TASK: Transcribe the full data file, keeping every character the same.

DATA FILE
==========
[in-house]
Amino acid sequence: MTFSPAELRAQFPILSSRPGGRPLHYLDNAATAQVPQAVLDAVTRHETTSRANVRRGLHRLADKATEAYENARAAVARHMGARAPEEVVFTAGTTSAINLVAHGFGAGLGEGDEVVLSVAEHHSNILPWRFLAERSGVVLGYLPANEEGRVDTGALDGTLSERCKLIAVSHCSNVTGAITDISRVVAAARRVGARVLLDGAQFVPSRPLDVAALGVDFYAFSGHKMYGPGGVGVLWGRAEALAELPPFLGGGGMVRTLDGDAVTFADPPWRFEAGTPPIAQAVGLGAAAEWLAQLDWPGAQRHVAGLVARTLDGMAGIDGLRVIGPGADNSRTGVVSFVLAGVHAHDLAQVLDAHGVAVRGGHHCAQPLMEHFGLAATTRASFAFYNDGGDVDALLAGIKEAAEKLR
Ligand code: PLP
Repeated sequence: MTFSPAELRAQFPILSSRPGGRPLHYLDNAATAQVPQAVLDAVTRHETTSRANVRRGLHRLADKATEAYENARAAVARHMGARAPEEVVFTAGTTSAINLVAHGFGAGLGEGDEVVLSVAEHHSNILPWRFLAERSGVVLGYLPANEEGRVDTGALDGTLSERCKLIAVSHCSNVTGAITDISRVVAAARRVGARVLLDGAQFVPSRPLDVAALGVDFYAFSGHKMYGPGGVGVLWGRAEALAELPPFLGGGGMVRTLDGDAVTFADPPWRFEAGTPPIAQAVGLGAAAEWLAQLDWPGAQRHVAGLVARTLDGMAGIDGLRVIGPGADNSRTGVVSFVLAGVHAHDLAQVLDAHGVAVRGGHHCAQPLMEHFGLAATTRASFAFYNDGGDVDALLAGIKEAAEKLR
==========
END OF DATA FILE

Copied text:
[in-house]
Amino acid sequence: MTFSPAELRAQFPILSSRPGGRPLHYLDNAATAQVPQAVLDAVTRHETTSRANVRRGLHRLADKATEAYENARAAVARHMGARAPEEVVFTAGTTSAINLVAHGFGAGLGEGDEVVLSVAEHHSNILPWRFLAERSGVVLGYLPANEEGRVDTGALDGTLSERCKLIAVSHCSNVTGAITDISRVVAAARRVGARVLLDGAQFVPSRPLDVAALGVDFYAFSGHKMYGPGGVGVLWGRAEALAELPPFLGGGGMVRTLDGDAVTFADPPWRFEAGTPPIAQAVGLGAAAEWLAQLDWPGAQRHVAGLVARTLDGMAGIDGLRVIGPGADNSRTGVVSFVLAGVHAHDLAQVLDAHGVAVRGGHHCAQPLMEHFGLAATTRASFAFYNDGGDVDALLAGIKEAAEKLR
Ligand code: PLP
Repeated sequence: MTFSPAELRAQFPILSSRPGGRPLHYLDNAATAQVPQAVLDAVTRHETTSRANVRRGLHRLADKATEAYENARAAVARHMGARAPEEVVFTAGTTSAINLVAHGFGAGLGEGDEVVLSVAEHHSNILPWRFLAERSGVVLGYLPANEEGRVDTGALDGTLSERCKLIAVSHCSNVTGAITDISRVVAAARRVGARVLLDGAQFVPSRPLDVAALGVDFYAFSGHKMYGPGGVGVLWGRAEALAELPPFLGGGGMVRTLDGDAVTFADPPWRFEAGTPPIAQAVGLGAAAEWLAQLDWPGAQRHVAGLVARTLDGMAGIDGLRVIGPGADNSRTGVVSFVLAGVHAHDLAQVLDAHGVAVRGGHHCAQPLMEHFGLAATTRASFAFYNDGGDVDALLAGIKEAAEKLR